Stop Phoning In Your Life

Are you phoning it in? As we get more comfortable in our lives, it becomes so routine that we tend to phone in our normal activities.

The gym, our job, the interaction with our family and friends, even our goal setting and wish lists all become routine. It’s something we’ve trained ourselves to do, but forget the reason why we do them or use the process to fuel our fire on a daily basis.

When you’ve started to phone in most of your life and put it on autopilot so you don’t have to think about the hard stuff, make the crucial choices and changes needed to propel you forward you’ve lost your mission and your purpose.

Slowly year after year we become more automatic with no results to show for it. If you’re a regular gym goer, take a look around. How many of the other members are still kind of in the same shape even though they’re putting in the time?

What about at work, how many of your co-workers are “stuck” with no possibilities of a promotion?

They and you all become kind of like zombies. Just walking through life doing what you’ve always done getting the same results because you have nothing better to do (right now.)

Correctly Using Autopilot Can Bring Tremendous Results

Putting your life on autopilot can create tremendous results if done with the right purpose and mission behind them and a system to constantly evaluate and adjust.

A trident has three prongs and so should your automatic routines.

The first key to determine if you’re in a downward cycle is to determine the results you’re getting. Ask yourself, what in my life has stalled out? Am I progressing in my career, my relationships, my health or any other area of your life.

If you don’t find a measurable difference between six months ago and now, you’ve stalled out.

Don’t worry, it’s easy to fix, really easy to fix and you can course correct in less than a month. This may seem like a long time, but if you don’t take the necessary steps right now to correct and redeploy your black box, you’ll be in the exact same spot six months from now wondering what happened, where did the time go?

A Three Step Process To Start Making Real Changes

(step one) identify what you have on autopilot (workout, commute, job, family dinners, weekly networking lunches, hiking with friends and so on.) What do you do habitually in areas of your life you want to improve?

(step two) dig in and examine what the real result you want is. I keep going back to working out because it’s generally the most frequent and wide reaching area everyone tells themselves they have to improve in (lose weight, more flexible, more energy, etc.) Dig deep and find the reason way out there why you want to improve an area of your life. Instead of I want to lose weight so I have more energy is kind of like a wet blanket. Instead why not try something like, I want to lose weight ot increase my energy so that I feel powerful in my daily life and I have the focus and concentration to have that awesome life with my significant other and command a presence at work that lifts my career to the next level.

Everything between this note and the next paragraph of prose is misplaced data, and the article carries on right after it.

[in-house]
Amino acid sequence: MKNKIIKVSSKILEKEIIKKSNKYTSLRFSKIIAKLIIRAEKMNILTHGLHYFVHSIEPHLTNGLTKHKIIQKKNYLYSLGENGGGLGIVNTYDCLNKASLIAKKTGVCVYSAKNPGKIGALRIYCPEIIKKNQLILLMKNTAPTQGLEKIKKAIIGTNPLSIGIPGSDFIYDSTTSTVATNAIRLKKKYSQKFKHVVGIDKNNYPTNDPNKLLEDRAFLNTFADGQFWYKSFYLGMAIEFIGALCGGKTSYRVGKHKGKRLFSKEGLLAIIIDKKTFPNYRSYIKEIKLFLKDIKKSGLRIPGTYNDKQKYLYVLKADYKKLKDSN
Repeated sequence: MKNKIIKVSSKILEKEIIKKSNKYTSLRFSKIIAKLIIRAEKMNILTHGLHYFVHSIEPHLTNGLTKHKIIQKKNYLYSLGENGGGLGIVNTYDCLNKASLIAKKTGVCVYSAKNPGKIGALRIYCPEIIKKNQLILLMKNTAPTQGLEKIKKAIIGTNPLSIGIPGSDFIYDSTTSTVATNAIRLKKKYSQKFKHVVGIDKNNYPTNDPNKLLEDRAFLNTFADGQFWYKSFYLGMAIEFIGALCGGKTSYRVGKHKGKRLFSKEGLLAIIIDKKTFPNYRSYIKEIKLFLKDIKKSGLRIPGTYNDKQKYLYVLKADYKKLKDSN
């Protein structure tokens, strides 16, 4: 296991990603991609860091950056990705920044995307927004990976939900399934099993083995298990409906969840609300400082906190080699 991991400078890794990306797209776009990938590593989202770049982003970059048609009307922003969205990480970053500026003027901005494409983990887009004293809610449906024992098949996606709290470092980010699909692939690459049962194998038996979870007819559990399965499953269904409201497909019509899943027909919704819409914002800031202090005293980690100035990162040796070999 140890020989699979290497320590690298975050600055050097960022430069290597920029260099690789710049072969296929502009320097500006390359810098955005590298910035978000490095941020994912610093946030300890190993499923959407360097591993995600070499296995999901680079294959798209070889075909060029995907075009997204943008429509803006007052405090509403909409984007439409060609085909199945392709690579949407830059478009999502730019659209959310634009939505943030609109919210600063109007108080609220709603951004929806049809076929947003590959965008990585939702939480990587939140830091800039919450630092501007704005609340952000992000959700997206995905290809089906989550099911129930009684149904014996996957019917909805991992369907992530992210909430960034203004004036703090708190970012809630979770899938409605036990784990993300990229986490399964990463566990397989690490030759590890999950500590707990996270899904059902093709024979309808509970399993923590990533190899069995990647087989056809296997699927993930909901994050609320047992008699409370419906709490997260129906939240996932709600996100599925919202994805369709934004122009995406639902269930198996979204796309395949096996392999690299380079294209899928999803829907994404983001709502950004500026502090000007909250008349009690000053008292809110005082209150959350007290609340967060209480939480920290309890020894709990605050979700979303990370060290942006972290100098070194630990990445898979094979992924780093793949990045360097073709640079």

(hint) If you’re exhausted after working out and don’t have the energy for anything else in your life or no matter how hard you work out you never see any changes (your weight is the same year after year, you don’t increase your stamina or endurance) then you’ve plateaued and became comfortable, this is a clear indication that a change is needed.

(step three) is to plant the new purpose in your mind so it acts as a trigger, just by creating a small visual in your mind and repeatedly telling yourself what you’re driving for creates an invisible steering wheel that points you in the direction you want to go.

This simple three step process can start getting you out of your rut and onto a new path, once you take the initial steps and see the changes appear in your life, you’ll give yourself a little boost to continue forward.

Don’t Give Up The Ship When You Start Taking On Some Water

This process isn’t easy to implement and sustain, as humans we tend to revert back to the easiest path, which is the one we’re currently on. If you’ve been following the same automatic routines for years it will be even harder to jump out of the ruts.

This is where checking in daily and not beating yourself up for small slips is important. It’s not about doubling down on actions or commitment, it’s about consciously choosing in the moment to change.

If you’ve developed a pattern over the course of years, it will take being conscious of that pattern, making the decision to change it at the specified time and then acting on the new action you’re committed to doing.

If you slip up, examine why, don’t just say “I’ll try harder tomorrow.” Instead find the reason why you are traveling back to the easy path.

Real progress in yoru life comes when you start examining all the small rocks in your life and moving them around so they create your own min-monolith.

When they are haphazard and strewn about it’s hard to navigate the path, but if you organize them in a logical and systematic manner and align them with your path you can step around them with ease.

As you plan out your day and go through it examine what you have on autopilot, why you have it on autopilot and what results your achieving. Are the the results you want, if not how will you change them now?

Originally published at on June 23, 2016.

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